Why increase MPs' pay?

Media captionSir Ian Kennedy: "Of course we will listen, but what we'll do having listened, is for us"

"Impossible." "Unthinkable." "You can't have one rule for other people and another rule for MPs."

These are all words used by Westminster's party leaders to describe the idea of MPs receiving a pay rise much higher than those who elect them.

However, under a law passed after the MPs expenses crisis they no longer vote on their own pay or allowances and there is no proposal to reverse that.

Today the Independent Parliamentary Standards Authority has proposed that MPs salary should be £74,000 in 2015 - an increase of 11% compared with today.

They're also proposing ending final salary pensions, significant cut backs to payments for those MPs who retire or lose their seats and a squeeze on expenses, including scrapping the dinner allowance, taxis home (other than for travel after 11pm) and money to pay for tea and biscuits for visitors. The overall package will still cost more than it does now although Ipsa says it's made huge savings already in their short life

I've just interviewed the chairman of Ipsa Ian Kennedy about how he justifies his proposals:

Ian Kennedy: "Why do it now? There is never a good time, that's the reason it has never been done and that's the reason that we are in the mess that we're in."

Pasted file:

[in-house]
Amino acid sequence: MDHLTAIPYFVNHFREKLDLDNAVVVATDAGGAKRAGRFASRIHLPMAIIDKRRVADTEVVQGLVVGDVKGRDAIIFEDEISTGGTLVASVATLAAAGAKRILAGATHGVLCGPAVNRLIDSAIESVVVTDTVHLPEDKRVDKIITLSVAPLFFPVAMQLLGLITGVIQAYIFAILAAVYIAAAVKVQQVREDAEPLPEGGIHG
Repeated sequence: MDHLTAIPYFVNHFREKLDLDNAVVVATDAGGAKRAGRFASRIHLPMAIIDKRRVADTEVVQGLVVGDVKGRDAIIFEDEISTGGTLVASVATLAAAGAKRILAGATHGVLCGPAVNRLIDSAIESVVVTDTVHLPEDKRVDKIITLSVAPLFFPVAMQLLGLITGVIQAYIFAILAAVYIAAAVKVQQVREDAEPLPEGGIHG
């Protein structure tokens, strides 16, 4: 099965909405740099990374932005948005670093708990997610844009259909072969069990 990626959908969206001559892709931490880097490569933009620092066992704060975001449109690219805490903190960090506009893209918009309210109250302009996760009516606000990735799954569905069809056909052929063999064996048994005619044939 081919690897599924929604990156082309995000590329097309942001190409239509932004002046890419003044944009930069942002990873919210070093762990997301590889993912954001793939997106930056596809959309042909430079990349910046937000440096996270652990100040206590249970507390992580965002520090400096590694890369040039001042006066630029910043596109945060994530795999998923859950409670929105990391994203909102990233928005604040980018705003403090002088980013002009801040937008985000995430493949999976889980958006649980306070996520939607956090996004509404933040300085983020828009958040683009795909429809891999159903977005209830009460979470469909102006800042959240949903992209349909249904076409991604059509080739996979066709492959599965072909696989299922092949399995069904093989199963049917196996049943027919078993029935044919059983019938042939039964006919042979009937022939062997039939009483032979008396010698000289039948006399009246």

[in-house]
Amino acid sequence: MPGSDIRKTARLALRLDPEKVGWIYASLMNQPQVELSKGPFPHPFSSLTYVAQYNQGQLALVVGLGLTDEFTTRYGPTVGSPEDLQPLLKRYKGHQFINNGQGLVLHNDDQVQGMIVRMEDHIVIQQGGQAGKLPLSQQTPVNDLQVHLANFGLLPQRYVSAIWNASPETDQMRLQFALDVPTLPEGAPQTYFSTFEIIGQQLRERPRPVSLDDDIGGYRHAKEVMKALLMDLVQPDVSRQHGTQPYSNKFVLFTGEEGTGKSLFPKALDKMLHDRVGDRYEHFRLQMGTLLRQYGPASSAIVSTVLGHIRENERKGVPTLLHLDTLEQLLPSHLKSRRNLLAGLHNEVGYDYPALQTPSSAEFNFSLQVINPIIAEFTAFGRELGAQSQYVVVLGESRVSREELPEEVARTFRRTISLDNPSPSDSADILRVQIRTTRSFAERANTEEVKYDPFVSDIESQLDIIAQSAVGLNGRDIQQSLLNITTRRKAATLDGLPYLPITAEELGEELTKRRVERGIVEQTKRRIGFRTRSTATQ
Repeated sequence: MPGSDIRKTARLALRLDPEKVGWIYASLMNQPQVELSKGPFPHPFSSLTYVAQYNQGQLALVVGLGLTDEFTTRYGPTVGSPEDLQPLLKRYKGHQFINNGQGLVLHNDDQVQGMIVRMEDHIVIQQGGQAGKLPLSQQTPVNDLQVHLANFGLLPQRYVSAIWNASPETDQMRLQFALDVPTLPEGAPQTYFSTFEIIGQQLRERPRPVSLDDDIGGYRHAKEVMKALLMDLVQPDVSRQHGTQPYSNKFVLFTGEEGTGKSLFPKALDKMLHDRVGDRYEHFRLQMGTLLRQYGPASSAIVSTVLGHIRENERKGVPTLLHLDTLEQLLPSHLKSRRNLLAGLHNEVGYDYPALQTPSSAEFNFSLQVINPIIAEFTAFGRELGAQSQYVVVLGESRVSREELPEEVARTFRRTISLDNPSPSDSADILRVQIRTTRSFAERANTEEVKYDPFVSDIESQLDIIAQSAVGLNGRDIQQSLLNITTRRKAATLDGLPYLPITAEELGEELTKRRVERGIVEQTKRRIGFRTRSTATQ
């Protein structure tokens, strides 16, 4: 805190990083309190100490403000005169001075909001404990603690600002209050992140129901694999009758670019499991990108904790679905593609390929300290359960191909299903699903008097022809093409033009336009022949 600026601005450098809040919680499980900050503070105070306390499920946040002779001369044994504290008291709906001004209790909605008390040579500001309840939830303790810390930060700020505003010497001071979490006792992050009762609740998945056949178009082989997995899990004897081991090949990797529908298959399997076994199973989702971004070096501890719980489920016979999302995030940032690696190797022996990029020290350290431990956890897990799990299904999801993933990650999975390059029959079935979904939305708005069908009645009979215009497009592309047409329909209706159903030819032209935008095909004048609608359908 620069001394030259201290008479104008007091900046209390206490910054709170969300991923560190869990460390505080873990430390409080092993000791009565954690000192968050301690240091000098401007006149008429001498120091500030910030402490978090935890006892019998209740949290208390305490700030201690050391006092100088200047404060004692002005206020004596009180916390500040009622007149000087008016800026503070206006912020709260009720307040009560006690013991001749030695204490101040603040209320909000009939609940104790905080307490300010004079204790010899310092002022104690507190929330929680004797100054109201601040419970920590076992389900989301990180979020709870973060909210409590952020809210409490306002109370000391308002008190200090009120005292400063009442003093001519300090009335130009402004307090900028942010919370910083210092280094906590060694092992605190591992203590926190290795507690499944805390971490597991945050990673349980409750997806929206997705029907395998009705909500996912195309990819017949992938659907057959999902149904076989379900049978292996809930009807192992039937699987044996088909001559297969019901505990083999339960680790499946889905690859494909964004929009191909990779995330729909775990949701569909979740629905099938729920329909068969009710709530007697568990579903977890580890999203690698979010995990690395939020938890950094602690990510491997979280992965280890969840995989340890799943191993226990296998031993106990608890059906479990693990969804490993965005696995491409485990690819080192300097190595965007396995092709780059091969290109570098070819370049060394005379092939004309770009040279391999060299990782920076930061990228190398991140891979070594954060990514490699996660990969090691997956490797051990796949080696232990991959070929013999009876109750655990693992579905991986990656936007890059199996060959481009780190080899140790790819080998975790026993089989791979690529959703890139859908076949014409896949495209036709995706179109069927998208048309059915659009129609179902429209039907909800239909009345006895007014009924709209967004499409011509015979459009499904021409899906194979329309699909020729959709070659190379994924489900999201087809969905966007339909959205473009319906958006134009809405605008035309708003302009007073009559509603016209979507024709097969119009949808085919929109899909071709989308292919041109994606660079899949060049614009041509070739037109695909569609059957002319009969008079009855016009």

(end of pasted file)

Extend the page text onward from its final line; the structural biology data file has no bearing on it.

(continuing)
Me: "You must know that millions of people will say that our pay is frozen or shrinking in real terms, you simply can't think of doing it now they say?"

IK: "Well, they will and MPs' pay is currently frozen also - what we are charged by parliament to do is to look at this whole system of remuneration and say 'how we can get it right for the future' not just to deal with immediate political hiccups - there will always be those. It is getting it right for a generation, solving it, grasping the nettle and we say pay, pension, remuneration, resettlement and so on, taken together need to be addressed and addressed now."

Me: "If the public say no to you in the consultation, if political leaders say no to you, will you listen?"

IK: "Well, of course we will listen. What we will do having listened is for us."

Me: "If party leaders say this is impossible or unthinkable, some say it is obscene, do you think that they are misjudging the public?"

IK: "No, I say here we go again because we have heard it so many times as the reason why we shouldn't do anything, and that became a running sore in British political life - MPs deciding, politicians deciding their own pay?"

Me: "What would the downside of saying not now, not the right time?"

IK: "We're going to leave the generous pensions in place, we're going to leave the golden goodbyes in place, we're not going to change some of the expenses, we're not going to recommend an annual report that MPs should render to their electorate, those are all part of the package, they are important, they should be implemented and they go along with the recommendation of our pay."